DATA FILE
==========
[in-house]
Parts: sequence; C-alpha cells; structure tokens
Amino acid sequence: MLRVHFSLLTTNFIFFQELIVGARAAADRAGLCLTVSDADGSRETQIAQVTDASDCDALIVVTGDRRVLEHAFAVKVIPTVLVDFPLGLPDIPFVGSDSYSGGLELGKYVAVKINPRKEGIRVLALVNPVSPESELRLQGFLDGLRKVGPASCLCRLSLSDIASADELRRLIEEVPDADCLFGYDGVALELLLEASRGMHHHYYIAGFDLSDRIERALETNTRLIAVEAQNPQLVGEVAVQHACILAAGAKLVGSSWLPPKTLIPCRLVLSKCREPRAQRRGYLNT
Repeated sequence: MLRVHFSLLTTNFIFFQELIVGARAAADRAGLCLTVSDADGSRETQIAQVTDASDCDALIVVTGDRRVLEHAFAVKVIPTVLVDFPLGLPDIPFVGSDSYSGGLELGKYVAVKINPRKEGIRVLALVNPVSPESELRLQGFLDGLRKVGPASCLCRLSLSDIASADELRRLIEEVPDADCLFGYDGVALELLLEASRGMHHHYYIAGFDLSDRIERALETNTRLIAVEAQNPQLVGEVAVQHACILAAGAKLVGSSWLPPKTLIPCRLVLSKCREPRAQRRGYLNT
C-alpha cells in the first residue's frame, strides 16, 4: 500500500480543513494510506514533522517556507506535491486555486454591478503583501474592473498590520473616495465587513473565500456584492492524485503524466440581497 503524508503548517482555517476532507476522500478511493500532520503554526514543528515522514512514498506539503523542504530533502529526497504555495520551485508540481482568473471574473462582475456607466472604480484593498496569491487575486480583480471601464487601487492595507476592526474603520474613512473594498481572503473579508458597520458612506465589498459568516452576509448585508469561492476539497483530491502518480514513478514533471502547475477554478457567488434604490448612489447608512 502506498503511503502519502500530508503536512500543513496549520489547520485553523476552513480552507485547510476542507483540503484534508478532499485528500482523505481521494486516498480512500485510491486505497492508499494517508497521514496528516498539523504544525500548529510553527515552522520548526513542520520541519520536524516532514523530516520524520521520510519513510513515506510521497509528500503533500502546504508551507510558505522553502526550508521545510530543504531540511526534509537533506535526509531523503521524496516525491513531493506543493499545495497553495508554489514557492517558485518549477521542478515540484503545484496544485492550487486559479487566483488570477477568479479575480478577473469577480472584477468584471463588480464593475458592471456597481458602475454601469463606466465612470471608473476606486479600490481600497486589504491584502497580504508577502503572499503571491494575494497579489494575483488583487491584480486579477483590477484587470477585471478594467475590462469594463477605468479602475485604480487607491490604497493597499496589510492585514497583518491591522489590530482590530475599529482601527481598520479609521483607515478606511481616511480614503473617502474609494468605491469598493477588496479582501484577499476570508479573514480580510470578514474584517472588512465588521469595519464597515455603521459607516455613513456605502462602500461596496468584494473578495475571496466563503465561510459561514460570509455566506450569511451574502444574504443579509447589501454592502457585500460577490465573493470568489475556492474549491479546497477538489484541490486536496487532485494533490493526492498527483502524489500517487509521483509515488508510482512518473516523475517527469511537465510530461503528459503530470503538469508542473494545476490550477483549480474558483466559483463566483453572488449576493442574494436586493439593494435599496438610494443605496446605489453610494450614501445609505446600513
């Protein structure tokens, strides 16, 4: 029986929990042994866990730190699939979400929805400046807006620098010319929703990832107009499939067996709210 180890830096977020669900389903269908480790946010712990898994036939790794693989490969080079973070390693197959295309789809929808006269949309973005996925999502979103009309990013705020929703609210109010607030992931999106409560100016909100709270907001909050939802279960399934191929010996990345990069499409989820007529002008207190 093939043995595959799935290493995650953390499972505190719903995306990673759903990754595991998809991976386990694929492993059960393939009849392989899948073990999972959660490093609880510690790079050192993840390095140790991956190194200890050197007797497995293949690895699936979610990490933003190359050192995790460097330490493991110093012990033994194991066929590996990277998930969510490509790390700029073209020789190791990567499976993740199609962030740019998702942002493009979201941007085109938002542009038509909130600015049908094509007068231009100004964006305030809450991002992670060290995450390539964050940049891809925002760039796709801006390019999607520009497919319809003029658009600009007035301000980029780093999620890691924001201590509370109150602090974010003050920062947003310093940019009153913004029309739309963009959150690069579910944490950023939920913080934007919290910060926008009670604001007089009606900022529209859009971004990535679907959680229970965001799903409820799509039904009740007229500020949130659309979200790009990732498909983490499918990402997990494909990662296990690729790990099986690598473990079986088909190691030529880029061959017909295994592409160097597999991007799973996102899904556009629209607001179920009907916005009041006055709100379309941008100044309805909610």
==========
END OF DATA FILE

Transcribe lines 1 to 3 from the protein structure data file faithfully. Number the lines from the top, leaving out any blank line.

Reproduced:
[in-house]
Parts: sequence; C-alpha cells; structure tokens
Amino acid sequence: MLRVHFSLLTTNFIFFQELIVGARAAADRAGLCLTVSDADGSRETQIAQVTDASDCDALIVVTGDRRVLEHAFAVKVIPTVLVDFPLGLPDIPFVGSDSYSGGLELGKYVAVKINPRKEGIRVLALVNPVSPESELRLQGFLDGLRKVGPASCLCRLSLSDIASADELRRLIEEVPDADCLFGYDGVALELLLEASRGMHHHYYIAGFDLSDRIERALETNTRLIAVEAQNPQLVGEVAVQHACILAAGAKLVGSSWLPPKTLIPCRLVLSKCREPRAQRRGYLNT